Tuesday, May 31, 2011

Sportsmen Alliance for Marcellus Conservation

With Marcellus Shale gas development increasing at a rapid pace and scale across northern Appalachia, fishermen, hunters, trappers and other sportsmen and women in the region have joined forces and created an alliance to urge state and federal agencies and the energy industry to protect outdoor traditions.

The Sportsmen Alliance for Marcellus Conservation (Sportsmen Alliance) is an affiliation of sportsmen and women working together to identify and mitigate the impacts of Marcellus Shale gas drilling on hunting, fishing, trapping and other outdoor sporting activities.

Members of the Sportsmen Alliance include Trout Unlimited (TU) and its Pennsylvania, New York, West Virginia, Mid-Atlantic and New Jersey state councils, Theodore Gordon Flyfishers, Izaak Walton League
of America and its New York and Pennsylvania state divisions, New York State Trappers Association, Quality Deer Management Association, Pennsylvania Forest Coalition and The Wildlife Society. Collectively, the Sportsmen Alliance members represent 60,000 sportsmen and women in the Marcellus Shale states.

According to an initial press release, the Sportsmen Alliance is not opposed to gas drilling and recognizes its potential economic and social benefits. Rather, it is concerned that the current state and local policies governing gas drilling and hydraulic fracturing in the Marcellus Shale do not adequately protect valuable and irreplaceable natural resources, including clean water and critical habitat for fish and wildlife.

Hunting and fishing in the Marcellus Shale region is big business. According to the U.S. Fish and Wildlife Service, more than $8.4 billion in revenue is generated each year in Pennsylvania, New York and West Virginia - the three largest Marcellus Shale states - from fishing, hunting and wildlife-related recreation.

"Our members are very concerned about the impacts of hydraulic fracturing on water resources, fish and wildlife and outdoor recreation," said Scott Kovarovics, Conservation Director for the Izaak Walton League of America. "The Sportsmen Alliance’s common sense recommendations strike the right balance between energy development and conserving the region’s most important natural resources."

Monday, May 23, 2011

Trout Infected with Whirling Disease Released into Maryland Streams

The Maryland Department of Natural Resources (DNR) recently confirmed the presence of whirling disease in a delivery of 8,000 commercially produced rainbow trout that were stocked in several Western Maryland streams..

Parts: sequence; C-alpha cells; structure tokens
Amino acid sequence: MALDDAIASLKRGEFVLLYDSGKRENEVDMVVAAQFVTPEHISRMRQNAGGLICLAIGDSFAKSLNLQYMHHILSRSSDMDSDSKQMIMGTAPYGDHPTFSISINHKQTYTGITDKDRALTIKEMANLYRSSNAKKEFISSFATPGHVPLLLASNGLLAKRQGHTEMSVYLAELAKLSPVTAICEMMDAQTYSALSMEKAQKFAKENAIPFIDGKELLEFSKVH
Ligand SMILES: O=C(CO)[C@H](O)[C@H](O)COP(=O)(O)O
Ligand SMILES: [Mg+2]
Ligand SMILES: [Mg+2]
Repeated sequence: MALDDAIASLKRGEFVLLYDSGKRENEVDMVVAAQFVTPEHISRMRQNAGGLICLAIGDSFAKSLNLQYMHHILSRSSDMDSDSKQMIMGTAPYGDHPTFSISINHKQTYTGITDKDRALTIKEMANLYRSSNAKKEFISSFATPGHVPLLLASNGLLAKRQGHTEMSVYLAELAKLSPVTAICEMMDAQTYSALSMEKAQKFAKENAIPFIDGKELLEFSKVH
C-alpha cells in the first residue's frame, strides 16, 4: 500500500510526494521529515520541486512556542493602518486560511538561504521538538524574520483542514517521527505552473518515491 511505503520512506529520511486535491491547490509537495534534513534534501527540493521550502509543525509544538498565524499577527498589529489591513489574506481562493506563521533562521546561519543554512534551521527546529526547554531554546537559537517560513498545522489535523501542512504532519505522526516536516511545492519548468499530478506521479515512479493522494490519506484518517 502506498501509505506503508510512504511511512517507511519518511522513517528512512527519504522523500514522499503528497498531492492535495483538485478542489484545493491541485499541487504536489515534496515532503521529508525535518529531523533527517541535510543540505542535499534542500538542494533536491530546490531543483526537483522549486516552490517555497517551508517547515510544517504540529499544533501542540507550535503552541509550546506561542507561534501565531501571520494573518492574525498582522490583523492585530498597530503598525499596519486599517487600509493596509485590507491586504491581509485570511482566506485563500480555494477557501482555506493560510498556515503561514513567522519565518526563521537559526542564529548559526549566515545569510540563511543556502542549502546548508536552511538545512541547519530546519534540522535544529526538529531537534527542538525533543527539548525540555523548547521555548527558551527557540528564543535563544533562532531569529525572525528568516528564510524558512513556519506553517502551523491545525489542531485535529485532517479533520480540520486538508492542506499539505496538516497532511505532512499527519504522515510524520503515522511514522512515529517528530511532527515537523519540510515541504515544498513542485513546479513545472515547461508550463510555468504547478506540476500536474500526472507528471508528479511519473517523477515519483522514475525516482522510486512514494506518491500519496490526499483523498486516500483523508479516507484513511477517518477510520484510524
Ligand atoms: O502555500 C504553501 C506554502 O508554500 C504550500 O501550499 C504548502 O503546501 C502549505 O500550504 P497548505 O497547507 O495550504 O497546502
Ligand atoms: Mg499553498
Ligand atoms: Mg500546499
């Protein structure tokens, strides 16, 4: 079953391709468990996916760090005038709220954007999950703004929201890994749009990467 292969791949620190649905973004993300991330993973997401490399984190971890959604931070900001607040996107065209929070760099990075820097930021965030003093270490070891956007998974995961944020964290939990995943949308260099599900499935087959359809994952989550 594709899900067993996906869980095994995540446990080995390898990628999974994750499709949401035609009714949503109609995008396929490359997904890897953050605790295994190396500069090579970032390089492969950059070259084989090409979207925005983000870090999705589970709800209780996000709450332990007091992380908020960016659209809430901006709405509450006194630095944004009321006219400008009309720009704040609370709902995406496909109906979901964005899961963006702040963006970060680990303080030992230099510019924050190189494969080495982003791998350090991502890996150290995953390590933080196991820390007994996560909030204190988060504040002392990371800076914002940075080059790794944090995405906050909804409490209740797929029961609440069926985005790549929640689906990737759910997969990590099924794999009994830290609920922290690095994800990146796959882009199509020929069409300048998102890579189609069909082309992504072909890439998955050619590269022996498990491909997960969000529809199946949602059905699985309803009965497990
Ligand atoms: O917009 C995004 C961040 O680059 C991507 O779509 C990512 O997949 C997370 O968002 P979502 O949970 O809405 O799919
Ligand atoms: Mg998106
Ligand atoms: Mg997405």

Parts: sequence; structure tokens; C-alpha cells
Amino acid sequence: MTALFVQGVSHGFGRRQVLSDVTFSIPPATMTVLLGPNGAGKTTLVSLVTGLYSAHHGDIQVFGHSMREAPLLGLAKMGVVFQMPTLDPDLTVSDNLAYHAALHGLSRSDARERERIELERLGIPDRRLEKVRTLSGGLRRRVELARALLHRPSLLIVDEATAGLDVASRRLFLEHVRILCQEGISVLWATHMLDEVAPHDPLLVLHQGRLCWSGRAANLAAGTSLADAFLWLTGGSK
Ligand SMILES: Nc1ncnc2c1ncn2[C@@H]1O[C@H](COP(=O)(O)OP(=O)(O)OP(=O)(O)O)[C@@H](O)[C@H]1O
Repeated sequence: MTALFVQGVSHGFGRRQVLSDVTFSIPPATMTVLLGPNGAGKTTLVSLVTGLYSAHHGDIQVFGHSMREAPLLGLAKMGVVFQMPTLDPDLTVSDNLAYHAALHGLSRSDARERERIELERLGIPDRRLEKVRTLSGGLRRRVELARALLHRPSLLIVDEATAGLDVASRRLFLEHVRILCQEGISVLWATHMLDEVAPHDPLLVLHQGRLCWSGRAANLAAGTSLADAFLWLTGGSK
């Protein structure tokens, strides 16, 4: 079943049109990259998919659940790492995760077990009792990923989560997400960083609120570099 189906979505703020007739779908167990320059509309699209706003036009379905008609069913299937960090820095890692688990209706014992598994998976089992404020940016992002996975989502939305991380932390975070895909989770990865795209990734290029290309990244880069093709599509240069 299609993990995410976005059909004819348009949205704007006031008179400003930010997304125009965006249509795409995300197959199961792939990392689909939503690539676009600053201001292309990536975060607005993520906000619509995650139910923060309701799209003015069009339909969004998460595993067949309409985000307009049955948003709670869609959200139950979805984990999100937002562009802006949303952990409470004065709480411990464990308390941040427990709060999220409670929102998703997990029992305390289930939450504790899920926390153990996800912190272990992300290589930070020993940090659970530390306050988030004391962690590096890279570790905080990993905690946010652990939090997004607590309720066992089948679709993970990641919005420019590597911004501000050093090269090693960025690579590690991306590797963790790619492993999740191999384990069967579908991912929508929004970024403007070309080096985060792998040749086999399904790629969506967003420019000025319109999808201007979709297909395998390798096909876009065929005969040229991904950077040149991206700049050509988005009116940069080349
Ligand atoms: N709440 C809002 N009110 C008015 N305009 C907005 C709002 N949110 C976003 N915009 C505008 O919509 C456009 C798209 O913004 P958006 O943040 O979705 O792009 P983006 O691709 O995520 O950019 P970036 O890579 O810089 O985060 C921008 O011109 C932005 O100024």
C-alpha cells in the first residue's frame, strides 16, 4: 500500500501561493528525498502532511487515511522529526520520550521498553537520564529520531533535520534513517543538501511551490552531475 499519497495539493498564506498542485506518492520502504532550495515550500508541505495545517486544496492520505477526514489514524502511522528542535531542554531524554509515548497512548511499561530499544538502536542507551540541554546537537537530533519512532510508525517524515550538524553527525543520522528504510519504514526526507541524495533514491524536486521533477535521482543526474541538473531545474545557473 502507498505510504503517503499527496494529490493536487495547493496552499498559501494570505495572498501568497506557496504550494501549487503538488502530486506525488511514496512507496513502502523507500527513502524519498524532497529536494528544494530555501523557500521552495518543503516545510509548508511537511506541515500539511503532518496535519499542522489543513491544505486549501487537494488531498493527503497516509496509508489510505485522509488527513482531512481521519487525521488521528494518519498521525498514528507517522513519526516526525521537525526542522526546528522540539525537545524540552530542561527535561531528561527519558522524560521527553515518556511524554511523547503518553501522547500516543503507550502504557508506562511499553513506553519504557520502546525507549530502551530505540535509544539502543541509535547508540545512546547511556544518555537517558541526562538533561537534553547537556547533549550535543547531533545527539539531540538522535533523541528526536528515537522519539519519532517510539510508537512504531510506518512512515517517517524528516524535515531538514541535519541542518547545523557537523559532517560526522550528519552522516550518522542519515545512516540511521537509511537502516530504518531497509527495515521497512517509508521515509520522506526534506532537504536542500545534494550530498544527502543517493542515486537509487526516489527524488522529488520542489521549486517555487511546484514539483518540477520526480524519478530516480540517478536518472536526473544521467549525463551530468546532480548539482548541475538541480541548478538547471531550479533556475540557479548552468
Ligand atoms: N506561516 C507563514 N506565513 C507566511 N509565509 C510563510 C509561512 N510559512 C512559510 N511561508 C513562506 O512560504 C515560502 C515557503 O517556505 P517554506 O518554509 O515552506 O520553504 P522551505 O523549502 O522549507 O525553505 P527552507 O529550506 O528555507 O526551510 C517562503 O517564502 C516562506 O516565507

On May 11, DNR staff observed suspicious behavior in fish that had been stocked in the North Branch Delayed Harvest Area, Evitts Creek, Jennings Run and Sidling Hill Creek. They immediately ceased stocking activities and took samples for testing. Results of this sampling confirmed the presence of whirling disease.

The whirling disease parasite was introduced into the eastern United States from Europe in the late 1950s and is currently known to exist in 24 states. It was first discovered in Maryland in 1995 in the North Branch Potomac River.

Whirling disease is harmless to humans, but the parasite can be fatal to trout and is particularly harmful to rainbow trout.

According to Maryland DNR, hatchery resources cannot meet all the demand for stocked trout, so commercially produced fish are used to supplement spring trout stocking. Vendors that supply fish to the State are required to be certified disease free for three years.

source: MD DNR

Sunday, May 22, 2011

Tips for Catching Trophy Sunfish

a trophy bluegill sunfish (bream)

For panfish anglers, nothing tops a good day catching trophy sized bluegill (bream), pumpkinseed, green sunfish, shellcrackers, or other species of sunfish.

This list offers a few tips for catching trophy sunfish:

* During the warm months, sunfish orient to overhanging tree limbs where insects are likely to fall into the water.

* Cast lures or live baits as close to structure as possible. If a sunfish is present, strikes usually come immediately.

* for trophy sunfish, try using slightly larger baits and hooks to discourage bites from smaller individuals.

* Most sunfish species are attracted to bright colored, flashy lures, but prefer a slower retrieve than some species.

* When targeting trophy-class sunfish with live baits, experiment with using circle hooks. These specialized hooks can be used to help curb smaller fish and avoid gut-hooking. Never snatch when bites occur with circle hooks, instead reel steadily until resistance is felt.